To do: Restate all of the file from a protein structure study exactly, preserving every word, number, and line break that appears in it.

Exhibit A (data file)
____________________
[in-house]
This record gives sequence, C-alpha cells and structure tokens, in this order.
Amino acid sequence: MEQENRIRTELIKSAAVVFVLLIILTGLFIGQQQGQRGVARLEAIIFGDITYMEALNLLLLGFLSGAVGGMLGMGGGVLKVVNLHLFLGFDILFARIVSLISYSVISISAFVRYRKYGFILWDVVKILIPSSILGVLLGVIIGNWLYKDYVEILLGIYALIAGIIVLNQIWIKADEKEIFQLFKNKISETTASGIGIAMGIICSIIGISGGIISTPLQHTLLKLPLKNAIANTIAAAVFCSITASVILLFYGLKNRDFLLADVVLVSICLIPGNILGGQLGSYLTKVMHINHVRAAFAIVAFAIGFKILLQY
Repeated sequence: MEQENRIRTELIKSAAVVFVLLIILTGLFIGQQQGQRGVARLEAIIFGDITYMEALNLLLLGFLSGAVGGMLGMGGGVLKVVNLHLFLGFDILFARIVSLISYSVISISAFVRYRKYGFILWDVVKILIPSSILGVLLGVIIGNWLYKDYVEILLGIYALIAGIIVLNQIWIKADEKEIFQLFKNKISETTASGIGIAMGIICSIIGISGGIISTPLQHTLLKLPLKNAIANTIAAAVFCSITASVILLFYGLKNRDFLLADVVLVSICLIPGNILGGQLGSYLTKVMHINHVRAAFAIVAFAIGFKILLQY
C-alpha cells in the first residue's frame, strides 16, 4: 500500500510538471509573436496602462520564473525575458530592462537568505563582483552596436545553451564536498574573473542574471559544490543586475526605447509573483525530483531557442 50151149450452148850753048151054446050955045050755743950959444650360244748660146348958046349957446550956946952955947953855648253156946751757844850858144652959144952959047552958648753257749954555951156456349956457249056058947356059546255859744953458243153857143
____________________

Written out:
[in-house]
This record gives sequence, C-alpha cells and structure tokens, in this order.
Amino acid sequence: MEQENRIRTELIKSAAVVFVLLIILTGLFIGQQQGQRGVARLEAIIFGDITYMEALNLLLLGFLSGAVGGMLGMGGGVLKVVNLHLFLGFDILFARIVSLISYSVISISAFVRYRKYGFILWDVVKILIPSSILGVLLGVIIGNWLYKDYVEILLGIYALIAGIIVLNQIWIKADEKEIFQLFKNKISETTASGIGIAMGIICSIIGISGGIISTPLQHTLLKLPLKNAIANTIAAAVFCSITASVILLFYGLKNRDFLLADVVLVSICLIPGNILGGQLGSYLTKVMHINHVRAAFAIVAFAIGFKILLQY
Repeated sequence: MEQENRIRTELIKSAAVVFVLLIILTGLFIGQQQGQRGVARLEAIIFGDITYMEALNLLLLGFLSGAVGGMLGMGGGVLKVVNLHLFLGFDILFARIVSLISYSVISISAFVRYRKYGFILWDVVKILIPSSILGVLLGVIIGNWLYKDYVEILLGIYALIAGIIVLNQIWIKADEKEIFQLFKNKISETTASGIGIAMGIICSIIGISGGIISTPLQHTLLKLPLKNAIANTIAAAVFCSITASVILLFYGLKNRDFLLADVVLVSICLIPGNILGGQLGSYLTKVMHINHVRAAFAIVAFAIGFKILLQY
C-alpha cells in the first residue's frame, strides 16, 4: 500500500510538471509573436496602462520564473525575458530592462537568505563582483552596436545553451564536498574573473542574471559544490543586475526605447509573483525530483531557442 50151149450452148850753048151054446050955045050755743950959444650360244748660146348958046349957446550956946952955947953855648253156946751757844850858144652959144952959047552958648753257749954555951156456349956457249056058947356059546255859744953458243153857143